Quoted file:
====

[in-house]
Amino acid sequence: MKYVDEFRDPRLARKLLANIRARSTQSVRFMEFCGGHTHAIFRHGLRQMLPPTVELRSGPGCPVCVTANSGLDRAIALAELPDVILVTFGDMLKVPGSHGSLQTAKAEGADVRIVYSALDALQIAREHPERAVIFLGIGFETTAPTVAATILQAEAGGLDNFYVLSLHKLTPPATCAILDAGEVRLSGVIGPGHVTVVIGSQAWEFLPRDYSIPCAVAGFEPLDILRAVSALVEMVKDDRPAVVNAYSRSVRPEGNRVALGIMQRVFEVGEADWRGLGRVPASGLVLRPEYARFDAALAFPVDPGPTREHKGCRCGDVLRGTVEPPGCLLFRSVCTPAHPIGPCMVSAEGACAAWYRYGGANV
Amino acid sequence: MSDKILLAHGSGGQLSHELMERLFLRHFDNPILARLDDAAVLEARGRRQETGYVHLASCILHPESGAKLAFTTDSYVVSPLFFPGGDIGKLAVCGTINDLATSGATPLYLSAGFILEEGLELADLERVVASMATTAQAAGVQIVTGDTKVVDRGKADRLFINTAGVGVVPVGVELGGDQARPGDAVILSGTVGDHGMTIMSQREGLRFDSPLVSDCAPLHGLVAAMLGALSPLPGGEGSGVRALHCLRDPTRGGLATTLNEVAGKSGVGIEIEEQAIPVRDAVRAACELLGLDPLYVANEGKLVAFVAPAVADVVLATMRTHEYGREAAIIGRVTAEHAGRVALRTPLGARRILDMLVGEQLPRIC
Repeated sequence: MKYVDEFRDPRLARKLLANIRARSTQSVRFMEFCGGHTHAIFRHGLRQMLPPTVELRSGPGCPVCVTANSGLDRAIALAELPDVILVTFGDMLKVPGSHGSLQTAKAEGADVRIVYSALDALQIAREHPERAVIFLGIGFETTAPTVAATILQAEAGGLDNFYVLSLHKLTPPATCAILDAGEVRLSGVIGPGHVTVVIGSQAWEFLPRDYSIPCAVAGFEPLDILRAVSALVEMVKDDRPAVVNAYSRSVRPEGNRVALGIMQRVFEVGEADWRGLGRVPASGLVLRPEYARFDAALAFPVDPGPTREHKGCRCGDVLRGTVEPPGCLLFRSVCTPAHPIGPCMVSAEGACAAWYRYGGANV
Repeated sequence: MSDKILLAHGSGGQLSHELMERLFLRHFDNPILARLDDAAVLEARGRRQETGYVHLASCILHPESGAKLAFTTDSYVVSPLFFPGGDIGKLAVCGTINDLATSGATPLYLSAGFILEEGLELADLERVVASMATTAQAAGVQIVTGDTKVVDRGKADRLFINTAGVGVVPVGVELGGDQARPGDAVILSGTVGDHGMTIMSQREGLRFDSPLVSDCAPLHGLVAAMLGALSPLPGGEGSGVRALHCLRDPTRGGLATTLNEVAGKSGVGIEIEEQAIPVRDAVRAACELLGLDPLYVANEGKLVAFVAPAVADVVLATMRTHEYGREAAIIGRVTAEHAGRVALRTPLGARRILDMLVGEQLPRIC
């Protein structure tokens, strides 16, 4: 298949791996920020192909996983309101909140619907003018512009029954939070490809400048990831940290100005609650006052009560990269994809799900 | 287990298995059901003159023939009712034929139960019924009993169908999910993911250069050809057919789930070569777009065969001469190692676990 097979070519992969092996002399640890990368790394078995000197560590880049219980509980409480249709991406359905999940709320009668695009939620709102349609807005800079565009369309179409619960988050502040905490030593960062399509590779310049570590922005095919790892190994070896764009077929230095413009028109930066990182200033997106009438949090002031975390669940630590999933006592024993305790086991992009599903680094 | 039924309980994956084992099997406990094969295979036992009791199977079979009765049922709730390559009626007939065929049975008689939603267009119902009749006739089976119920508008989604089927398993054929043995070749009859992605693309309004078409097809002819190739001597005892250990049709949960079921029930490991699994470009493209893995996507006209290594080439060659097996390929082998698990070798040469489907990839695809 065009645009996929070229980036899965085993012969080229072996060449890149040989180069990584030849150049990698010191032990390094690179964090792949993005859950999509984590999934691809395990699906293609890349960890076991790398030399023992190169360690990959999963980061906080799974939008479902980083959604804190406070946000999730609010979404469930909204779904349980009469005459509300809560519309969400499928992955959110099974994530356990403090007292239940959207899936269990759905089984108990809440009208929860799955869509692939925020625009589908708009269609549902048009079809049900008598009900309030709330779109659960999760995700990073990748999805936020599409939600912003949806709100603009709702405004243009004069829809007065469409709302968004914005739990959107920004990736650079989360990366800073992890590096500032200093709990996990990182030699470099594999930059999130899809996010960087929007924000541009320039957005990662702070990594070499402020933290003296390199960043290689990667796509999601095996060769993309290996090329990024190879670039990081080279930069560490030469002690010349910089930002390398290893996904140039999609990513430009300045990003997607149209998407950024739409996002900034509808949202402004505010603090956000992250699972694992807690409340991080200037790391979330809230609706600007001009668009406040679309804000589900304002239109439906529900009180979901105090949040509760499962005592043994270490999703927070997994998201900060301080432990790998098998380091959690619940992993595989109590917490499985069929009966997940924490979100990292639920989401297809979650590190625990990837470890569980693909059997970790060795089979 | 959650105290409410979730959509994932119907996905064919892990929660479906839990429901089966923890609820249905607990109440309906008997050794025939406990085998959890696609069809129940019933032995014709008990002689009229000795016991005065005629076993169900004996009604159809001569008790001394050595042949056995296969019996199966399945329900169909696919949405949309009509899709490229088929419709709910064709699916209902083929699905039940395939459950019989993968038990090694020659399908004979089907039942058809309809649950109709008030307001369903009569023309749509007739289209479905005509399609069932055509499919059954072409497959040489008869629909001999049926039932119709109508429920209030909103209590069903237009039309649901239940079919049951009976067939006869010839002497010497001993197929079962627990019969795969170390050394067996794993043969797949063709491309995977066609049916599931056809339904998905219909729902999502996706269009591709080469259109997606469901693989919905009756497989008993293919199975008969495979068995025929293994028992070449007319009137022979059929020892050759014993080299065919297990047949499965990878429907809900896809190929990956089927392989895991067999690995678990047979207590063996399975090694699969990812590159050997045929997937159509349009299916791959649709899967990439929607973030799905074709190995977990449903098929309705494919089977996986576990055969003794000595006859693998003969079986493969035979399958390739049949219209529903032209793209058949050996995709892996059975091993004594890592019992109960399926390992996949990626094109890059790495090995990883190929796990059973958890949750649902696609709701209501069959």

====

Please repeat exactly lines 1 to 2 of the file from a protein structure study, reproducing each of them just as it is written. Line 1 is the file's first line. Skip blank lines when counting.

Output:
[in-house]
Amino acid sequence: MKYVDEFRDPRLARKLLANIRARSTQSVRFMEFCGGHTHAIFRHGLRQMLPPTVELRSGPGCPVCVTANSGLDRAIALAELPDVILVTFGDMLKVPGSHGSLQTAKAEGADVRIVYSALDALQIAREHPERAVIFLGIGFETTAPTVAATILQAEAGGLDNFYVLSLHKLTPPATCAILDAGEVRLSGVIGPGHVTVVIGSQAWEFLPRDYSIPCAVAGFEPLDILRAVSALVEMVKDDRPAVVNAYSRSVRPEGNRVALGIMQRVFEVGEADWRGLGRVPASGLVLRPEYARFDAALAFPVDPGPTREHKGCRCGDVLRGTVEPPGCLLFRSVCTPAHPIGPCMVSAEGACAAWYRYGGANV